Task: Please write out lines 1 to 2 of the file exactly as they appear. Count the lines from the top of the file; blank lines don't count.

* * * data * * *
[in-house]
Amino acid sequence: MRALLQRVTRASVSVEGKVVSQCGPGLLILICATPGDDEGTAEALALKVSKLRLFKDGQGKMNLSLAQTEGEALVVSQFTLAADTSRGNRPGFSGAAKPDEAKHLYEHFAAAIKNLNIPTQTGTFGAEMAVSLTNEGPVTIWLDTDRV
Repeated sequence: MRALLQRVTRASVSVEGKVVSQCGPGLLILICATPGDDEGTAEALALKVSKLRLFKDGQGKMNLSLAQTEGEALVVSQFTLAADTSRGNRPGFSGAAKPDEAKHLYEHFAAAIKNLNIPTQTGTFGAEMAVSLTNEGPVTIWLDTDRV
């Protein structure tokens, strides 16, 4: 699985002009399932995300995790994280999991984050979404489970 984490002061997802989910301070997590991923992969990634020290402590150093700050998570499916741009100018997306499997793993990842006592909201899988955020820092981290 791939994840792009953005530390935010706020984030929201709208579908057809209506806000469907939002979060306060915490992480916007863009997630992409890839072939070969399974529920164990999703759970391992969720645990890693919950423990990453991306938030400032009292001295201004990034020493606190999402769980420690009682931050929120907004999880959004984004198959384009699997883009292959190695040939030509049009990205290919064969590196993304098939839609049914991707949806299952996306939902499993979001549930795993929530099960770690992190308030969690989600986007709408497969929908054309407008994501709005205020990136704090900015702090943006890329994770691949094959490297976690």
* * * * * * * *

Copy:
[in-house]
Amino acid sequence: MRALLQRVTRASVSVEGKVVSQCGPGLLILICATPGDDEGTAEALALKVSKLRLFKDGQGKMNLSLAQTEGEALVVSQFTLAADTSRGNRPGFSGAAKPDEAKHLYEHFAAAIKNLNIPTQTGTFGAEMAVSLTNEGPVTIWLDTDRV